How to convert music tracks to Audiobook in iTunes

By , Jan 12, 2017

audiobook

Venturing into the depths of iTunes is no longer an activity for the faint-hearted, as Apple’s gold mine is famously becoming more convoluted with every update. It is by no means impossible to keep up with the changes, but staying on top of every small cosmetic shift does pose a decent challenge today.

As somebody very fond of the spoken word on iTunes, I can attest that this general rule holds true for audiobooks as well. So as I was fiddling around with some old school CDs the other day and trying to move audio files within my iTunes library to the Audiobooks tab, I noticed my old methods were already outdated again. If you’re not up to speed on iTunes (12.5.4), here’s a refresher on how to get your talking book to properly identify as Audiobooks inside the application, followed by an encore for CD enthusiasts with regard to joining tracks during import.

How to convert Music to Audiobooks in iTunes

The following tutorial can be mirrored with all types of imports (CD, your hard drive, external hard drives) and most file formats (MP3, m4a, m4b). If you have files that were purchased through iTunes, these are alterable too. The exception is downloaded Apple Music files, which are not qualified for this fix.

With that out of the way, here is how to change an audio file to an audiobook in iTunes.

1) Import and locate the track(s) you want to convert from your iTunes Music library to your iTunes Audiobooks tab. If you are importing from a CD (granted we’re a dying breed), before you proceed learn about merging tracks in our bonus tutorial below!

2) Found it? Sweet. In order to relocate it to Audiobooks, simply secondary click the audio file and select Get Info.

Note: If you have multiple tracks to move, mark all of them and then click Get Info. When asked Are you sure you want to edit information for multiple items? Click Edit Items.

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3) Select the Options tab and click the drop down menu next to media kind. Hit Audiobook and rubber-stamp Ok in the bottom right corner. As soon as this is executed, your files will be moved out of sight and filed away in the Audiobooks section.

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4) To double check, click the main media switch on your left hand side (encircled in red in the picture below) and select Audiobooks in the drop down menu. If everything panned out according to plan, your import is now officially an audiobook. It’s that simple!

5 audiobook itunes tutorial

In my example, I would next secondary click the album cover to fill in all details of the book and equip it with a fitting cover image, but this comes down to personal preference and I would never misuse a tutorial to tell you to embellish your iTunes files (do it!).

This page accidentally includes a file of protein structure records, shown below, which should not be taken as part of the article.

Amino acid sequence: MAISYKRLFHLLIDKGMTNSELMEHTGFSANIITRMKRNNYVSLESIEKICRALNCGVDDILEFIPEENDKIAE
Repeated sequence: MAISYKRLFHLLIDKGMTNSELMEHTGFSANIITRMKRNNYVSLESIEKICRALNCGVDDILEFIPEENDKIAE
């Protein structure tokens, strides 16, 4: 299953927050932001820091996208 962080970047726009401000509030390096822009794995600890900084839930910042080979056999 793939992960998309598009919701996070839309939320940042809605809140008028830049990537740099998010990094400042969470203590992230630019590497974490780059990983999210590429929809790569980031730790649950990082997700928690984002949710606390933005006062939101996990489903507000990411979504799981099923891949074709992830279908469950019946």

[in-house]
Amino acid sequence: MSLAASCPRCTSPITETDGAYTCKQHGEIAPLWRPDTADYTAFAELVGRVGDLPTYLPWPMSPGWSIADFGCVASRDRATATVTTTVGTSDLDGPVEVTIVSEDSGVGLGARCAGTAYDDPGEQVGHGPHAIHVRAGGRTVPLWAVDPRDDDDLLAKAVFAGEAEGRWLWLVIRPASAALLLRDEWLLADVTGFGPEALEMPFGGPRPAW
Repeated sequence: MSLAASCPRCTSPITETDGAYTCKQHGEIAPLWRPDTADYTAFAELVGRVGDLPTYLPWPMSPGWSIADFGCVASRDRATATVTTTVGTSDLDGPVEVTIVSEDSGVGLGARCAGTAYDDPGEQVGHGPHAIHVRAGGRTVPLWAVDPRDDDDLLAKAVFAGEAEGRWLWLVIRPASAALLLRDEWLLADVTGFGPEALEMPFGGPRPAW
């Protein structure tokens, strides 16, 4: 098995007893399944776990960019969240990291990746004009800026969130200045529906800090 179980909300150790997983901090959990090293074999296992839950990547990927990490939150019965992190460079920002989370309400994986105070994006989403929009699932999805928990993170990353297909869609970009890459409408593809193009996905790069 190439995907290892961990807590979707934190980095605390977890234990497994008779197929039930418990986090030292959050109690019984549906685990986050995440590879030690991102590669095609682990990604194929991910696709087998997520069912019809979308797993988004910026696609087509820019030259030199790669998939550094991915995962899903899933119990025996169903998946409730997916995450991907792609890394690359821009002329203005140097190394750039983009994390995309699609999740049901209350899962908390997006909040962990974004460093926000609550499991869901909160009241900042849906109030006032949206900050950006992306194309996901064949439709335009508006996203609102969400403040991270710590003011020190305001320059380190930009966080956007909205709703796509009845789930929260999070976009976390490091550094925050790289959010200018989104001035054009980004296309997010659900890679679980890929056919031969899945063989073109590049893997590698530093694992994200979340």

It goes without saying that this strategy works both ways and can be easily inverted in case you want an audiobook to appear in your music catalogue instead.

Bonus round: Merging several CD audio lines into one

Joining tracks is a very slick feature, which for reasons beyond me Apple has hidden away inexplicably well. Say you are importing an old audiobook disc that splits the story into multiple short tracks, but you would rather morph them into one longer narration. Simply take the following steps:

1) Pop the CD in and open iTunes. If the Import menu does not open automatically, click the rectangular disc icon in the upper left area of iTunes (next to the main media switch).

2) From here on, you are in total control regarding the audio tracks and which ones you want to import or merge. The blue cog marked in the picture below is the key to your endeavors: mark the audio lines you want merged (first!), then click the cog and find the Join CD Tracks option (second). Click to confirm your selection.

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3) A line will appear and group the desired tracks together, indicating that these will be imported as one joint file. If you are satisfied with the choice and boxes ticked, proceed to Import CD.

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4) At this point you don’t have to sweat it over the next pop up (any import format will do). Simply click Ok in the bottom right corner to start the operation.

5) The audio files in question will be lumped together during import and placed securely in your media library. At present, the latest addition will be categorized under Music, which you can now fix up with the help of the tutorial preceding this encore.

Happy importing and converting!

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  • Connor

    This was super helpful, I had a massive audiobook that I war hearing way too often on shuffle.